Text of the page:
Wed | Jan 16, 2019

Children can get cancer, too

Published:Wednesday | September 16, 2015 | 12:00 AMDr Michelle Reece-Mills

People often express surprise that children can get cancer. Cancer in childhood occurs infrequently compared to adult cancers but is very important to know about, as it is one of the leading causes of death in children under 14 years of age.

In the United States, 10,000 children under 15 years will develop cancer in 2015. Locally, 50 to 60 children across the island develop cancer yearly.

September has been deemed Childhood Cancer Awareness Month, and as we urge you to wear gold to join the fight against childhood cancer, we also implore you to know the facts about this deadly disease and how to treat with it and the children it affects.




Childhood cancer refers to any cancer developing in a child under 18 years of age.

The most common cancers seen in children include:

- Leukemias (blood cancers) 

- Lymphomas (cancer of the immune cells)

- Brain tumours

-Wilmstumour (a type of kidney cancer)

-Neuroblastoma (cancer of immature nerve cells)


Other important cancers include: 


- Rhabdomyosarcomas (muscle cancer)

- Retinoblastoma (cancer of the eye)

- Bone cancer (including osteosarcoma and Ewing sarcoma)




Childhood cancer is caused by changes in the DNA or chromosomes of the cells (the building blocks of life).

Unlike adult cancers, there has not been any proven environmental or lifestyle associations, such as a bad diet or exposure to chemicals. Therefore, parents shouldn't feel guilty when their child develops cancer - there is little that they could have done to prevent it.




These include:

- An unusual lump or swelling

- Unexplained paleness and loss of energy

- Easy bruising

- An ongoing pain in one area of the body

- Limping

- Unexplained fever or illness that doesn't go away

- Frequent headaches, often with vomiting

- Sudden eye or vision changes

- Sudden unexplained weight loss




Treatments are chosen for childhood cancers based mainly on the type and stage (extent) of the cancer.

Treatment options may include chemotherapy, surgery, radiation therapy, and/or other types of treatment. Chemotherapy involves the use of chemicals (drugs) given through an IV (the drip). In many cases, more than one of these treatments is used.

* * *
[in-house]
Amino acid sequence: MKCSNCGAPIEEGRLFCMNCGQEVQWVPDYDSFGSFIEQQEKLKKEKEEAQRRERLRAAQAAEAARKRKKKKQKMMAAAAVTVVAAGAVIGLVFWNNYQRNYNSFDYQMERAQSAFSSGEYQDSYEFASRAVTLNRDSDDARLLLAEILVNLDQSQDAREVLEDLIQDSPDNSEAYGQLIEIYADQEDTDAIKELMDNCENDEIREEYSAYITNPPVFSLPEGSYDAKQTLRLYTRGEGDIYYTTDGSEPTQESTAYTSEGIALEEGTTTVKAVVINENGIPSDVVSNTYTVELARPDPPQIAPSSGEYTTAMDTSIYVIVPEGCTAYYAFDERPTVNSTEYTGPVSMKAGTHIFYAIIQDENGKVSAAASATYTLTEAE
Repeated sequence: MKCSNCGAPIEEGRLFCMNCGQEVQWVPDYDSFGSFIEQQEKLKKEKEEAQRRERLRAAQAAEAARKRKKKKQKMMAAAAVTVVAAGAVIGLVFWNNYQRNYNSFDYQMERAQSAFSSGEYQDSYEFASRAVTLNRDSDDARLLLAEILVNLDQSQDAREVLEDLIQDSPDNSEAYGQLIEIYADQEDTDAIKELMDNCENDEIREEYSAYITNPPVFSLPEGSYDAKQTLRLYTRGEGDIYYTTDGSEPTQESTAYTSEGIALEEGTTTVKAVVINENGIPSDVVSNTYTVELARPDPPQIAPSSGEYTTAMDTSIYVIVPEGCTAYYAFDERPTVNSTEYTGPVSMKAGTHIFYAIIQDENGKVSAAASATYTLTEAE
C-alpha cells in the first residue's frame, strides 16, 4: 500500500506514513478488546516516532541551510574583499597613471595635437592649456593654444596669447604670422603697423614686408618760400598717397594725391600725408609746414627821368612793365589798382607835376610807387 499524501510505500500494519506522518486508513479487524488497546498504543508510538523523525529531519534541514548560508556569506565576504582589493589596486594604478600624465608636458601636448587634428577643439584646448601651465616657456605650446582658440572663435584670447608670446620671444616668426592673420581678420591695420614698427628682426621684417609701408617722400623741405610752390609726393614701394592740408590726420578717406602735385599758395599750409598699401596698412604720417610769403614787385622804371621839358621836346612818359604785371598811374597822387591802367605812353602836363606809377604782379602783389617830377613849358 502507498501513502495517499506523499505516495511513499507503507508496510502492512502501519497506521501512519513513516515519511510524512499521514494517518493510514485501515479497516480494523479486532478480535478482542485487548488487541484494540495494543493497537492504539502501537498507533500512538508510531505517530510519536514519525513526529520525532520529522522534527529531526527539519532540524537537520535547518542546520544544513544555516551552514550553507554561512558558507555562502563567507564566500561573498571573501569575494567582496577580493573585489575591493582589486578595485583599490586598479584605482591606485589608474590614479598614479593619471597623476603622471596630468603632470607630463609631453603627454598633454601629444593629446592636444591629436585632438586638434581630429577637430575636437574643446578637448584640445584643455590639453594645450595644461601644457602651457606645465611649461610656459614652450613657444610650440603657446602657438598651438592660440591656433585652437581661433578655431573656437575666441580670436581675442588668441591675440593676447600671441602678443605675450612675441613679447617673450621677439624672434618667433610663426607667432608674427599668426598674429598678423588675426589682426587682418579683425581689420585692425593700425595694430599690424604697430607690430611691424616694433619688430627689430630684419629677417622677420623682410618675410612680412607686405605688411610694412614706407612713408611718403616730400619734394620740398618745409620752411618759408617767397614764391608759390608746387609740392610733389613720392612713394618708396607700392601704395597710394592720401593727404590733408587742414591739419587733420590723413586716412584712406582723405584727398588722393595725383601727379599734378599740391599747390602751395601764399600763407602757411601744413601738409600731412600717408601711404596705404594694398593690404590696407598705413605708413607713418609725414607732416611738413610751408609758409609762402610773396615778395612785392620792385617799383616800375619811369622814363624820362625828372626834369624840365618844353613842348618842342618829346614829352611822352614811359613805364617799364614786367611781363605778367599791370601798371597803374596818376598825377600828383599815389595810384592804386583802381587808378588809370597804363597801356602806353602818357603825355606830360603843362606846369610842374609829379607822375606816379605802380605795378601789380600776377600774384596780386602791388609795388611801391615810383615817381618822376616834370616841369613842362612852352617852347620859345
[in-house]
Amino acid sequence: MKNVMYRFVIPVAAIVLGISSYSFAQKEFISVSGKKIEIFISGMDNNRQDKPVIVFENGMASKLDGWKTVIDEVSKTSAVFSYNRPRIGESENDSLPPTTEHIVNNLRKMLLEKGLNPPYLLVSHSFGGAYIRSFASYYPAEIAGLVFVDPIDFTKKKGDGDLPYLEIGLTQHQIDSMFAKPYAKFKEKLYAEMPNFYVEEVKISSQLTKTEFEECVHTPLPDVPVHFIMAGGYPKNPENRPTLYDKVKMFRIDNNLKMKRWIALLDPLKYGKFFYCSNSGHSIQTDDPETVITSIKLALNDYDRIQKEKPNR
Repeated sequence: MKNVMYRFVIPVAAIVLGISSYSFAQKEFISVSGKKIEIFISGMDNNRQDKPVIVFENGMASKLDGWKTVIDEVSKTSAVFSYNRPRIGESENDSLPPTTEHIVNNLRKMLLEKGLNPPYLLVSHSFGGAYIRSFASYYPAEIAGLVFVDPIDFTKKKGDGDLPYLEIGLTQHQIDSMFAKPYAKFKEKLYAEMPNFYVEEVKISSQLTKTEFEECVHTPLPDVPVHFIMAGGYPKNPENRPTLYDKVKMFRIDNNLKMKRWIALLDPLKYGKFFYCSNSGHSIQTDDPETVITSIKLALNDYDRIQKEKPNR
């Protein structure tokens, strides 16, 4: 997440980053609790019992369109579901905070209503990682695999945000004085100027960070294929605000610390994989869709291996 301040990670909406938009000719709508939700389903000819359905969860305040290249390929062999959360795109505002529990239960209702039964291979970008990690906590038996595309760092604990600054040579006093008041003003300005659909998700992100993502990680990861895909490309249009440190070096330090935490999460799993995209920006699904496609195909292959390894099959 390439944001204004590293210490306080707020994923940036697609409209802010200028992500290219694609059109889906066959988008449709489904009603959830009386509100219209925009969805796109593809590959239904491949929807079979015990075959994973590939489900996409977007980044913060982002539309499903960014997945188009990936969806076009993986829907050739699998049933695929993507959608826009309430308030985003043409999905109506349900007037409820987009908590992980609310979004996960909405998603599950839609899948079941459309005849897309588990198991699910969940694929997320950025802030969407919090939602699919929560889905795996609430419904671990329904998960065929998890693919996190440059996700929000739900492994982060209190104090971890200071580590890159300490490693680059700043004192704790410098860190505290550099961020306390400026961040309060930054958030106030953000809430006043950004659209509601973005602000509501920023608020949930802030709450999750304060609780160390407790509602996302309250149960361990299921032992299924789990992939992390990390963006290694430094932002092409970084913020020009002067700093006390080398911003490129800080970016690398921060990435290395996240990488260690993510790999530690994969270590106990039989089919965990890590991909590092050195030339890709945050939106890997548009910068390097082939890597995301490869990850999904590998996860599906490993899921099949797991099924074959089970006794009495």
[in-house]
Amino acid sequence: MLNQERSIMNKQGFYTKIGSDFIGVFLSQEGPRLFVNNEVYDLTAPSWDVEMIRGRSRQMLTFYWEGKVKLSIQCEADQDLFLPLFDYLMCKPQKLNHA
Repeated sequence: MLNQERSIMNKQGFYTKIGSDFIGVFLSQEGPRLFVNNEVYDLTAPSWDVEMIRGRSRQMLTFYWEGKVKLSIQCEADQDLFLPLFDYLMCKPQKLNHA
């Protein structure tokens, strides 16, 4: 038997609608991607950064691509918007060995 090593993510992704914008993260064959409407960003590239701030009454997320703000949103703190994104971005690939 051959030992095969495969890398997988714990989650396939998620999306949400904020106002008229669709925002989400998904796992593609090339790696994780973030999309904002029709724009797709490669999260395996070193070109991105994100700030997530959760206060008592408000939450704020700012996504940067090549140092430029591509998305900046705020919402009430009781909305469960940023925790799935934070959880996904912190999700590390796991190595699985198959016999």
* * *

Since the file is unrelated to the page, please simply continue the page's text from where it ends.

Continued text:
Generally, childhood cancers usually respond well to chemotherapy because they tend to be cancers that grow fast. (Most forms of chemotherapy affect cells that are growing quickly.)

Children's bodies are also generally better able to recover from higher doses of chemotherapy than are adults' bodies.




Cancer treatments such as chemotherapy and radiation therapy can cause long-term side effects, so children who survive cancer need careful attention for the rest of their lives.

These can include:

- Heart or lung problems (due to certain chemotherapy drugs or radiation therapy)

- Slowed or decreased growth and development (in the bones or overall)

- Changes in sexual development and ability to have children

- Learning problems

- Development of second cancers later in life

Routine medical checks yearly and avoiding risky behaviours such as drinking and smoking will be important as the child gets older.




No matter what age a child is, a cancer diagnosis will have a big effect on them. A child's age, level of development and personality will determine many of their reactions. However, most children will feel a mix of being anxious, afraid, angry or upset at some stage during their illness.

For most children with cancer, their life changes dramatically. Going through tests, doctor's appointments and treatment will become their new routine. They will have a lot to cope with, so it's important they have people close by they can trust and feel loved by at all times.

Although children can be very strong during a serious illness, understanding a child's specific needs, maintaining normal routines, and providing boundaries, comfort and love are very important to help support this natural resilience.

Siblings of a child with cancer have their own fears. Hospital visits, seeing their brother/sister upset, in pain or acting differently can all be very frightening to a child. They may feel they have lost the once-close and fun relationship with their brother or sister. Feeling alone and lost is not uncommon.

Anger and jealousy are other emotions that may be expressed due to the amount of attention given to their ill sibling. Sadness and guilt that they caused the cancer to occur are other common feelings.

They may also pretend they are OK so as not to upset their parents more than they already are. School performance may suffer with lower marks than usual.




Understandably, most parents who are told their child has cancer feel completely devastated. There may be moments when people can feel numb and don't believe what is happening. Painful emotions of anger, sadness, guilt, fear, and denial are all common and normal feelings of parents who have been told their child has cancer.